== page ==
When Tom Curtis (Richard Attenborough) finds out that his wife is expecting another child, the last thing he wants to do is participate in an unjustified wildcat strike. He is only too aware that soon he will have another mouth to feed and he joins a small group of men who continue to turn up for work.
That does not go down with the strikers. It is only in the face of increasing violence that the small group of workers dwindles and finally Tom decides to cross the picket line following a direct threat to his family. The real trouble starts when everyone returns to work and Tom finds himself ostracised. Faced with a wall of silence, Tom stubbornly holds on to his principles until tragedy strikes.
Produced by Richard Attenborough and Bryan Forbes under their production company Beaver Films, The Angry Silence is a tense politically charged drama that focuses on one man’s stands against the tide in the face of increasingly dangerous repercussions. It won the BAFTA for the Best British Screenplay in 1961 and was also nominated for an Oscar.
The Angry Silence is an intriguing film. It is an early example of British New Wave cinema which sought to give a voice and representation to the working class which had previously been invisible in a rigidly classist society. It seems almost incongruous for a New Wave film to be so blatantly anti-trade union while trying to achieve such a goal.
Trade unions rose out of Marxist methodologies which maintained that only by removing power from the owners of the means of production and placing it in the hands of the workers would workers see any real alleviation of poverty and improvement of working conditions. To maintain such a staunch anti-trade union position is clearly pro-owner and decidedly against the aims of the New Wave movement.
Despite its bias, The Angry Silence is an impressive piece of film making. Perhaps because it is a film with such a deliberate agenda, The Angry Silence displays the power of film making to tell a story and to sway the perceptions of the audience. We like to think that such blatantly biased films wouldn’t fair so well with modern, more savvy audiences but the fact that films prove to be divisive to this day proves otherwise.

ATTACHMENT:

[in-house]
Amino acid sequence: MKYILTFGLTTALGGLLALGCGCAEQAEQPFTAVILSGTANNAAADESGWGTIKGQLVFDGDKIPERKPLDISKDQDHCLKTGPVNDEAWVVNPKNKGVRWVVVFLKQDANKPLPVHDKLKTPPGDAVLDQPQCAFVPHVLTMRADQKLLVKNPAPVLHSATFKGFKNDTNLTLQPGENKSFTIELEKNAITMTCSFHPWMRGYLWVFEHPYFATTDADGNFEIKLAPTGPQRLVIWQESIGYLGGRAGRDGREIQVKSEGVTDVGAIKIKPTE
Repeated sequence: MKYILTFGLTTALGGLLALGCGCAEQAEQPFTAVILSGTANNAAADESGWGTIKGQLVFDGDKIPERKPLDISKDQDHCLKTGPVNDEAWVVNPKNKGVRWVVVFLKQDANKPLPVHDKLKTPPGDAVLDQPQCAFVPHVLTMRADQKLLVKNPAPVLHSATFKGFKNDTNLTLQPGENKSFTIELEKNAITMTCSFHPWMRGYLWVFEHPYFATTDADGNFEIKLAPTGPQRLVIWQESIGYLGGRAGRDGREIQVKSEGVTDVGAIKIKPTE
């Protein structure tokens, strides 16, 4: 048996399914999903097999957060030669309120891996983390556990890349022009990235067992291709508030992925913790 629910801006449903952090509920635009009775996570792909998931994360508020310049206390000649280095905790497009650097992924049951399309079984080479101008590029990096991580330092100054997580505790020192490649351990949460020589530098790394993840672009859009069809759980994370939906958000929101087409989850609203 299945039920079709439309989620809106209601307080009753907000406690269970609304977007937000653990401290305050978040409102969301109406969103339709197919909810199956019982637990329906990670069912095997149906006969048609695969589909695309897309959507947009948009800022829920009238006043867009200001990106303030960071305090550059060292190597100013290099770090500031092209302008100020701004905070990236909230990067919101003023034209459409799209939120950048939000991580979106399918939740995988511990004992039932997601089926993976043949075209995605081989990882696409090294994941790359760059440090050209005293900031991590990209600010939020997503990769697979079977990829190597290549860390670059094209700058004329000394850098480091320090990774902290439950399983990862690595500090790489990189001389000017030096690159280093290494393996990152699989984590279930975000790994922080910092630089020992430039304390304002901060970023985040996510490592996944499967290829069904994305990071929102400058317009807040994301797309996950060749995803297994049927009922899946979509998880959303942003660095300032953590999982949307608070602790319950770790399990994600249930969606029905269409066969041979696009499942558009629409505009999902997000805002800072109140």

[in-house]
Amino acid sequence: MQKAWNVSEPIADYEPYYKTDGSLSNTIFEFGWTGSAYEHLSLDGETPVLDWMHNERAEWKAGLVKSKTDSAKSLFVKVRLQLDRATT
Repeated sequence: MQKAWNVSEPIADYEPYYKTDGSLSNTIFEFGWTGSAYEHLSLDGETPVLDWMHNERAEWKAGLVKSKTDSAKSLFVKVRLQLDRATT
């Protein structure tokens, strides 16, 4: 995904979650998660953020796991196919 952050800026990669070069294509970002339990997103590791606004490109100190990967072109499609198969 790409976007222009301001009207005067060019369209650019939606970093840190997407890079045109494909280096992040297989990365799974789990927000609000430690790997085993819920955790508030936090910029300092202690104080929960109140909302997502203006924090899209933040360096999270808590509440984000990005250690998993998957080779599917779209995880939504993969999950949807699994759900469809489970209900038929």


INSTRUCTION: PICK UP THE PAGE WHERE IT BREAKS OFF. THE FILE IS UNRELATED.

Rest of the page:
The film features strong performances from Richard Attenborough as Tom and the tragic Italian starlet Pier Angeli as his wife Anna. Michael Craig stars as Tom’s turncoat friend Joe and his performance is notable for the impassioned speech he gives at the end of the film. The Angry Silence features a young Brian Bedford as Eddie and a then-unknown Oliver Reed as his sidekick Mick.
About the Restoration
The Angry Silence is the fifth StudioCanal restoration reviewed on Addicted to Media, the others being The Third Man, The Happiest Days of Your Life, The Fallen Idol and The Captive Heart. As we have come to expect from the StudioCanal restorations, the quality of the restoration is superb.
The restoration was funded by StudioCanal in collaboration with the BFI’s Unlocking Film Heritage digitalisation fund (which was awarded funds from the National Lottery).
The Angry Silence is part of the Vintage Classics collection which showcases fully restored iconic British films, with brand new extra content, interviews and commentary.
The Angry Silence is available on DVD, Blu-ray and EST and features the following retail extras:
• Interview with Michael Craig (Writer: Story, Cast member: Joe Wallace)
• Interview with Nanette Newman (Wife of producer/writer Bryan Forbes)